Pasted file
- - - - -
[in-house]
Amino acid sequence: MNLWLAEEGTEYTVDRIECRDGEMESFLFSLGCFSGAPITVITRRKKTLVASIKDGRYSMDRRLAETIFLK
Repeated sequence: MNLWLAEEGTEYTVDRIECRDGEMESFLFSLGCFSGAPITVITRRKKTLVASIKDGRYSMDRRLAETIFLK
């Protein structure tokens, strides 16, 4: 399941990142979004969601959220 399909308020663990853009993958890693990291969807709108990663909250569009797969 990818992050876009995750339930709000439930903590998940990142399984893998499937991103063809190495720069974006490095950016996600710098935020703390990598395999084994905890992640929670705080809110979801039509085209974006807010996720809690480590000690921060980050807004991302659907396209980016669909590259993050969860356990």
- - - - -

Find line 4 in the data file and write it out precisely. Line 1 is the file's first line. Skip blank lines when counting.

């Protein structure tokens, strides 16, 4: 399941990142979004969601959220 399909308020663990853009993958890693990291969807709108990663909250569009797969 990818992050876009995750339930709000439930903590998940990142399984893998499937991103063809190495720069974006490095950016996600710098935020703390990598395999084994905890992640929670705080809110979801039509085209974006807010996720809690480590000690921060980050807004991302659907396209980016669909590259993050969860356990």